You need to be on top of this data, knowing precisely what you’re collecting, how you’re using it and then storing and sharing it, to understand whether you’re doing enough to comply.
5. Consent is vital: At the root of it all is the need to have express consent from that identifiable person (often called a ‘data subject’), for any of those activities – which that individual must have fully understood. Gone is the ability to automatically opt-in individuals (tick consent boxes for them) or to provide only high level and general indications of what will happen to their personal data and then rely on them to opt-out later on (hoping that they won’t go to the effort), if they do not wish to be included in such a manner.
How you communicate with any data subjects about their personal data will be an important piece in your approach to compliance and in being able to evidence that you are complying.
What are the main changes?
If you’re already familiar with the UK’s pre-GDPR data protection regime, this first section won’t be news to you. Skip ahead to the next sub-section entitled ‘What’s changed?’.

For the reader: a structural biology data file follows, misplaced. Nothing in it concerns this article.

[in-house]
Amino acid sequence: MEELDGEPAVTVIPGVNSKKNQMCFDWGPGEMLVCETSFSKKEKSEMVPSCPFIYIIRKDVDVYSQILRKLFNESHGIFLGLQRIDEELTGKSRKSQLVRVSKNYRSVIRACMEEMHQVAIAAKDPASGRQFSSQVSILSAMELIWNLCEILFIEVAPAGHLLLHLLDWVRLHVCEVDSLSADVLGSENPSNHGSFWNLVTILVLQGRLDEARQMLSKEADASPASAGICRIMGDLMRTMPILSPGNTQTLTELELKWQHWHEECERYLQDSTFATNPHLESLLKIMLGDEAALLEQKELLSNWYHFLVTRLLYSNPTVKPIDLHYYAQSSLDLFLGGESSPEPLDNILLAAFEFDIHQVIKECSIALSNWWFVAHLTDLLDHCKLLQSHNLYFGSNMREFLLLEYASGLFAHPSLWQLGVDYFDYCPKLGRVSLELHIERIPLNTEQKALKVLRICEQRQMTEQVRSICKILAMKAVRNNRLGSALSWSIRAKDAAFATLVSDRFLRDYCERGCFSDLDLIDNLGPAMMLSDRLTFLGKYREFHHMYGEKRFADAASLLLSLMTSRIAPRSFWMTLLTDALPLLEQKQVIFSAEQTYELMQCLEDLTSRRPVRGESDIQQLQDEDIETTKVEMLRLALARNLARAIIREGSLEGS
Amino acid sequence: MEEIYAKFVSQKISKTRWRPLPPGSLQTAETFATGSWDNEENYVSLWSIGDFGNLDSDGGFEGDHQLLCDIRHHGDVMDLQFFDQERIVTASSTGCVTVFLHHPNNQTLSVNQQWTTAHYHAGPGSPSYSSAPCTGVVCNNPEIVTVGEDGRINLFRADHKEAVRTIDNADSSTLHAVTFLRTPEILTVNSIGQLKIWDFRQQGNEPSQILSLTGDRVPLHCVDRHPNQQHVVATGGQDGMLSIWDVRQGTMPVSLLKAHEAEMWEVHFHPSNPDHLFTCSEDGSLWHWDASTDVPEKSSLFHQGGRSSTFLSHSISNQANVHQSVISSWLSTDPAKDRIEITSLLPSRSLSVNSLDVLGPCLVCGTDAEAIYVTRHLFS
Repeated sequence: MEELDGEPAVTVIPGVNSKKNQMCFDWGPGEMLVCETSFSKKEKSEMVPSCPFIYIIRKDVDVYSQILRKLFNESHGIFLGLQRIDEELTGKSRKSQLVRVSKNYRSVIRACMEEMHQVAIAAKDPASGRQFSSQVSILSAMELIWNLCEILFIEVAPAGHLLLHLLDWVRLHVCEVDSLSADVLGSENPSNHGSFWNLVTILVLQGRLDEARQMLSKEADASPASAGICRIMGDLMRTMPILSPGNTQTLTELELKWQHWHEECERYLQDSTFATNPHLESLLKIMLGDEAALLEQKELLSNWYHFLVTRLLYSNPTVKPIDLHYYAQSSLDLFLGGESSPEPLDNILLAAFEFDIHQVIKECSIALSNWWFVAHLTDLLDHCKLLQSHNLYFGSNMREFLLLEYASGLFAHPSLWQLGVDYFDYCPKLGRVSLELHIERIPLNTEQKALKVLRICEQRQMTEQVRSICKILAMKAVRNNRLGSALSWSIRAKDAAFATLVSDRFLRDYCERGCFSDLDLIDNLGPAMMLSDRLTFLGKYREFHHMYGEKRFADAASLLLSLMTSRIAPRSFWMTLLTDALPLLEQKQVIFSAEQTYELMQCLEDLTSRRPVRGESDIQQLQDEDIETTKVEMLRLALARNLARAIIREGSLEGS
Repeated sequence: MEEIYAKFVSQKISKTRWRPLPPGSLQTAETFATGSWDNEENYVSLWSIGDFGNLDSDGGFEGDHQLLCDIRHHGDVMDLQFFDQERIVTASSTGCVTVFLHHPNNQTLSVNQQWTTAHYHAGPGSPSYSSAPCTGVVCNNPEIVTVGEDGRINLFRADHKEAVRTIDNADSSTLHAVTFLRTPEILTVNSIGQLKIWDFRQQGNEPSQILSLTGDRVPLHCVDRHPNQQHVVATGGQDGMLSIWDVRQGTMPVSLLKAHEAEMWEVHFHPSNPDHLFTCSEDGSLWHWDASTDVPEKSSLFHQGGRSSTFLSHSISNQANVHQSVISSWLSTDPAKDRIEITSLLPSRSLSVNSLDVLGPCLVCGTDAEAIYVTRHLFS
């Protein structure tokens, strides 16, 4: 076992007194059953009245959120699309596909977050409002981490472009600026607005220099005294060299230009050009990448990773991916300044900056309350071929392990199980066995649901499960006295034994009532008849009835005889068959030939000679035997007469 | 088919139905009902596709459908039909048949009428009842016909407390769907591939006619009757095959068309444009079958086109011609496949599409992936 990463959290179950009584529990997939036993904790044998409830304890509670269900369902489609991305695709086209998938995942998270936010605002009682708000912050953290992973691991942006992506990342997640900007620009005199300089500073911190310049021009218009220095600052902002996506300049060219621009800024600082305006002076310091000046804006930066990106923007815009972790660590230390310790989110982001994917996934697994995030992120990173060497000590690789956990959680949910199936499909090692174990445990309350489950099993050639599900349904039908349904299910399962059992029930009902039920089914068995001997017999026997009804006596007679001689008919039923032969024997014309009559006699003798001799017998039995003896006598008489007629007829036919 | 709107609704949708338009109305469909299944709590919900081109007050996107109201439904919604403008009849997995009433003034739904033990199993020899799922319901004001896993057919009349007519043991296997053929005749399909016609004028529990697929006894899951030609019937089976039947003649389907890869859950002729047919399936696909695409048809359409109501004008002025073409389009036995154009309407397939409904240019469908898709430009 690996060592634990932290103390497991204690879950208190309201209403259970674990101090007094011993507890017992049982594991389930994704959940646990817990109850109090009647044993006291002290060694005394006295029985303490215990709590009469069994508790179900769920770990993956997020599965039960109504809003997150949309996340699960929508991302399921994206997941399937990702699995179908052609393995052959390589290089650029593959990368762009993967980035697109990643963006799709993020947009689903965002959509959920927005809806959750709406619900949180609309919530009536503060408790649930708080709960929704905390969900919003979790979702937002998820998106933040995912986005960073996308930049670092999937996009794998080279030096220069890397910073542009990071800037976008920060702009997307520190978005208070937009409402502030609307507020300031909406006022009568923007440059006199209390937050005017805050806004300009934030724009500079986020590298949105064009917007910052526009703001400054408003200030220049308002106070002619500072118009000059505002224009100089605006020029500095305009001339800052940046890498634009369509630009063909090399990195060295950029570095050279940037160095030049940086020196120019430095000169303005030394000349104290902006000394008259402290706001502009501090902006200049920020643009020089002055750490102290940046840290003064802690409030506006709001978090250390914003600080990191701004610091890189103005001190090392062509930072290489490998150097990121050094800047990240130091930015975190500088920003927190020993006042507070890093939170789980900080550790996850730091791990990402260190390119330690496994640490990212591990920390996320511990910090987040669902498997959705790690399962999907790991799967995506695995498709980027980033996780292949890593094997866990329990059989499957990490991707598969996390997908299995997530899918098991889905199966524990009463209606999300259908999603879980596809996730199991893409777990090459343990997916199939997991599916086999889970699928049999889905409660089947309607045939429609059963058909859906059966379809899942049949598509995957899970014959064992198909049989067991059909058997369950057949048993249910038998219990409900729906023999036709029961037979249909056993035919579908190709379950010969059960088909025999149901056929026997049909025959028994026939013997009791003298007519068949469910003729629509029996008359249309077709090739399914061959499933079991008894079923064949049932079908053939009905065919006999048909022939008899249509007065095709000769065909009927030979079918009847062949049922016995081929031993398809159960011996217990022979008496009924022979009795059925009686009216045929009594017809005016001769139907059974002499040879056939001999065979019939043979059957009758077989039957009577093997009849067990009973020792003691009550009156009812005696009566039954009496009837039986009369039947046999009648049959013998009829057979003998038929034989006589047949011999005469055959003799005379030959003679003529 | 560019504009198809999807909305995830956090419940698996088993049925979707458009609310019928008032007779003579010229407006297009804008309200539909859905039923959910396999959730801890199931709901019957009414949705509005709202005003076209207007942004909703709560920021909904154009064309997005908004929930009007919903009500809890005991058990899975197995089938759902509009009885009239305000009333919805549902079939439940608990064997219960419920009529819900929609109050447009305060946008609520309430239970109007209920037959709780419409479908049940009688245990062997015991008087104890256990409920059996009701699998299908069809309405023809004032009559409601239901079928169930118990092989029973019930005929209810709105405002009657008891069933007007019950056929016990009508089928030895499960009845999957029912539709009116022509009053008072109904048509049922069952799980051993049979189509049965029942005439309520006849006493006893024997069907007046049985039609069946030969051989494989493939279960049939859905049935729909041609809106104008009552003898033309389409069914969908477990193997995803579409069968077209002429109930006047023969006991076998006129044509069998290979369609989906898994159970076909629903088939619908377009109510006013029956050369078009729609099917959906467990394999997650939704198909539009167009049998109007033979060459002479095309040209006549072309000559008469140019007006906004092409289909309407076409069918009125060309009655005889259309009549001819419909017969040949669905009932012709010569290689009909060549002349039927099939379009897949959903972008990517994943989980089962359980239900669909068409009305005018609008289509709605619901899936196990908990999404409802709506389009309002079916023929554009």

However, if you’d like a quick refresher on the pre-GDPR data protection obligations of small businesses generally (which in essence, have been adapted but largely not removed by the GDPR), we’ve summarised the UK’s core legal principles of data protection below and included some other very relevant information. Even if you’re familiar with the existing regime, we recommend you at least skim these before looking at what the GDPR changes and how you must now comply with its requirements.